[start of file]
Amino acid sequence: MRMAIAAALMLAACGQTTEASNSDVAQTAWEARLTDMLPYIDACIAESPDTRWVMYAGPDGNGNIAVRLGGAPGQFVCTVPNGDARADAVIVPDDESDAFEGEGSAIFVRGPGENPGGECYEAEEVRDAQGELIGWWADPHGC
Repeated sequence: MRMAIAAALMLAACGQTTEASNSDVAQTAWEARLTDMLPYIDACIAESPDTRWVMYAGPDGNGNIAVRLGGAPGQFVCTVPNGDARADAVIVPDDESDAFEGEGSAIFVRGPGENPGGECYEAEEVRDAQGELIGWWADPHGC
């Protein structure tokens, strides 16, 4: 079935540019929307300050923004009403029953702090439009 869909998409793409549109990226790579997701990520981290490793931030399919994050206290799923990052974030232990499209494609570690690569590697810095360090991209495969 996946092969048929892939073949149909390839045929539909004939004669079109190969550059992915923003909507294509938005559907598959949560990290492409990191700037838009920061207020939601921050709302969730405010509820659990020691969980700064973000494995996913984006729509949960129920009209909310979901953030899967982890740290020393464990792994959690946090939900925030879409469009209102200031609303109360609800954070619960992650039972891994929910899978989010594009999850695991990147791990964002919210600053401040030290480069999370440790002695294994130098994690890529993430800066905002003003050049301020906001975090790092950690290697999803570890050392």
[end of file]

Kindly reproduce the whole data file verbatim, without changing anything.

Amino acid sequence: MRMAIAAALMLAACGQTTEASNSDVAQTAWEARLTDMLPYIDACIAESPDTRWVMYAGPDGNGNIAVRLGGAPGQFVCTVPNGDARADAVIVPDDESDAFEGEGSAIFVRGPGENPGGECYEAEEVRDAQGELIGWWADPHGC
Repeated sequence: MRMAIAAALMLAACGQTTEASNSDVAQTAWEARLTDMLPYIDACIAESPDTRWVMYAGPDGNGNIAVRLGGAPGQFVCTVPNGDARADAVIVPDDESDAFEGEGSAIFVRGPGENPGGECYEAEEVRDAQGELIGWWADPHGC
């Protein structure tokens, strides 16, 4: 079935540019929307300050923004009403029953702090439009 869909998409793409549109990226790579997701990520981290490793931030399919994050206290799923990052974030232990499209494609570690690569590697810095360090991209495969 996946092969048929892939073949149909390839045929539909004939004669079109190969550059992915923003909507294509938005559907598959949560990290492409990191700037838009920061207020939601921050709302969730405010509820659990020691969980700064973000494995996913984006729509949960129920009209909310979901953030899967982890740290020393464990792994959690946090939900925030879409469009209102200031609303109360609800954070619960992650039972891994929910899978989010594009999850695991990147791990964002919210600053401040030290480069999370440790002695294994130098994690890529993430800066905002003003050049301020906001975090790092950690290697999803570890050392």